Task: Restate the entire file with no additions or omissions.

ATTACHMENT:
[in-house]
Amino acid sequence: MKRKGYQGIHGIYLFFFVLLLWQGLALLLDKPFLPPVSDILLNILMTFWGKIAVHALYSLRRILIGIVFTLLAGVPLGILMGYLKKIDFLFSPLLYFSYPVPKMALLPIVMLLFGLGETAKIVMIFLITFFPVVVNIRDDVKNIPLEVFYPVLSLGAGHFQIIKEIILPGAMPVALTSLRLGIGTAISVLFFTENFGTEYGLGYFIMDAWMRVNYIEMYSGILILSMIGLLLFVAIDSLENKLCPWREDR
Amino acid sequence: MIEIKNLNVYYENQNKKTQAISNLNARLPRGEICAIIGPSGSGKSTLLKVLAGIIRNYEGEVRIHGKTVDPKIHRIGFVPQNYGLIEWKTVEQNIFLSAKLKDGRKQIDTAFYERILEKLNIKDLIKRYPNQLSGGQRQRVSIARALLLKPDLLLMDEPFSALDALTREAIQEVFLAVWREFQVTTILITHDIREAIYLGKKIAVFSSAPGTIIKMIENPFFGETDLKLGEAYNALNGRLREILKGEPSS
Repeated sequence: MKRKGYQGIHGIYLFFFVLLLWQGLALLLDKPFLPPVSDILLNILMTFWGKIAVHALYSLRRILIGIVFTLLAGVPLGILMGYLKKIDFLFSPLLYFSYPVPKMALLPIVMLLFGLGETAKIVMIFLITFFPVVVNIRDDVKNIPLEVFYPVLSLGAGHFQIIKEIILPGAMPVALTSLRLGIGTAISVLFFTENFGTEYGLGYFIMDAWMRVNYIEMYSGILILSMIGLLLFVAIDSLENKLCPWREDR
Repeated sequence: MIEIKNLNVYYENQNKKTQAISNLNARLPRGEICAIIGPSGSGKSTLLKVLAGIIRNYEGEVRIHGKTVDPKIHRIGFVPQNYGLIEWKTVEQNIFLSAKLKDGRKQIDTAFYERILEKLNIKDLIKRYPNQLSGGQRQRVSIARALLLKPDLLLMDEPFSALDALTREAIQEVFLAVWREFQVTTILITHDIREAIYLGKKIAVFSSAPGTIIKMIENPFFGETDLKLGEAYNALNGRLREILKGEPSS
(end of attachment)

[in-house]
Amino acid sequence: MKRKGYQGIHGIYLFFFVLLLWQGLALLLDKPFLPPVSDILLNILMTFWGKIAVHALYSLRRILIGIVFTLLAGVPLGILMGYLKKIDFLFSPLLYFSYPVPKMALLPIVMLLFGLGETAKIVMIFLITFFPVVVNIRDDVKNIPLEVFYPVLSLGAGHFQIIKEIILPGAMPVALTSLRLGIGTAISVLFFTENFGTEYGLGYFIMDAWMRVNYIEMYSGILILSMIGLLLFVAIDSLENKLCPWREDR
Amino acid sequence: MIEIKNLNVYYENQNKKTQAISNLNARLPRGEICAIIGPSGSGKSTLLKVLAGIIRNYEGEVRIHGKTVDPKIHRIGFVPQNYGLIEWKTVEQNIFLSAKLKDGRKQIDTAFYERILEKLNIKDLIKRYPNQLSGGQRQRVSIARALLLKPDLLLMDEPFSALDALTREAIQEVFLAVWREFQVTTILITHDIREAIYLGKKIAVFSSAPGTIIKMIENPFFGETDLKLGEAYNALNGRLREILKGEPSS
Repeated sequence: MKRKGYQGIHGIYLFFFVLLLWQGLALLLDKPFLPPVSDILLNILMTFWGKIAVHALYSLRRILIGIVFTLLAGVPLGILMGYLKKIDFLFSPLLYFSYPVPKMALLPIVMLLFGLGETAKIVMIFLITFFPVVVNIRDDVKNIPLEVFYPVLSLGAGHFQIIKEIILPGAMPVALTSLRLGIGTAISVLFFTENFGTEYGLGYFIMDAWMRVNYIEMYSGILILSMIGLLLFVAIDSLENKLCPWREDR
Repeated sequence: MIEIKNLNVYYENQNKKTQAISNLNARLPRGEICAIIGPSGSGKSTLLKVLAGIIRNYEGEVRIHGKTVDPKIHRIGFVPQNYGLIEWKTVEQNIFLSAKLKDGRKQIDTAFYERILEKLNIKDLIKRYPNQLSGGQRQRVSIARALLLKPDLLLMDEPFSALDALTREAIQEVFLAVWREFQVTTILITHDIREAIYLGKKIAVFSSAPGTIIKMIENPFFGETDLKLGEAYNALNGRLREILKGEPSS